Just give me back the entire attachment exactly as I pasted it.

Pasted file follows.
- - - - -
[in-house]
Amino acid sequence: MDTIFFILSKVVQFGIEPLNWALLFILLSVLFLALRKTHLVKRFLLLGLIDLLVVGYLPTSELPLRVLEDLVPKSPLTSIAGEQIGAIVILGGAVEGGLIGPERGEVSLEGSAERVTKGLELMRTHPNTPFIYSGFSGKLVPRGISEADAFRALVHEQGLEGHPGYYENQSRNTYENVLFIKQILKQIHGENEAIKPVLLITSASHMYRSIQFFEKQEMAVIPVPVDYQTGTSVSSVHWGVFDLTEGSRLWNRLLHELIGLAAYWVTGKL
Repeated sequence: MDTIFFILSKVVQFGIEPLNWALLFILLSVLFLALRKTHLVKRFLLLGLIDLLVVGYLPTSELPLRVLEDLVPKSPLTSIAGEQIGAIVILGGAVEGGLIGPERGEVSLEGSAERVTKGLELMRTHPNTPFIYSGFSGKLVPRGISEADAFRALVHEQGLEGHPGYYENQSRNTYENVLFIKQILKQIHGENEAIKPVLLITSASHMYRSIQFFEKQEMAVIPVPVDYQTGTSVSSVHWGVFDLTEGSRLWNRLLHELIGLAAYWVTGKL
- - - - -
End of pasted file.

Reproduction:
[in-house]
Amino acid sequence: MDTIFFILSKVVQFGIEPLNWALLFILLSVLFLALRKTHLVKRFLLLGLIDLLVVGYLPTSELPLRVLEDLVPKSPLTSIAGEQIGAIVILGGAVEGGLIGPERGEVSLEGSAERVTKGLELMRTHPNTPFIYSGFSGKLVPRGISEADAFRALVHEQGLEGHPGYYENQSRNTYENVLFIKQILKQIHGENEAIKPVLLITSASHMYRSIQFFEKQEMAVIPVPVDYQTGTSVSSVHWGVFDLTEGSRLWNRLLHELIGLAAYWVTGKL
Repeated sequence: MDTIFFILSKVVQFGIEPLNWALLFILLSVLFLALRKTHLVKRFLLLGLIDLLVVGYLPTSELPLRVLEDLVPKSPLTSIAGEQIGAIVILGGAVEGGLIGPERGEVSLEGSAERVTKGLELMRTHPNTPFIYSGFSGKLVPRGISEADAFRALVHEQGLEGHPGYYENQSRNTYENVLFIKQILKQIHGENEAIKPVLLITSASHMYRSIQFFEKQEMAVIPVPVDYQTGTSVSSVHWGVFDLTEGSRLWNRLLHELIGLAAYWVTGKL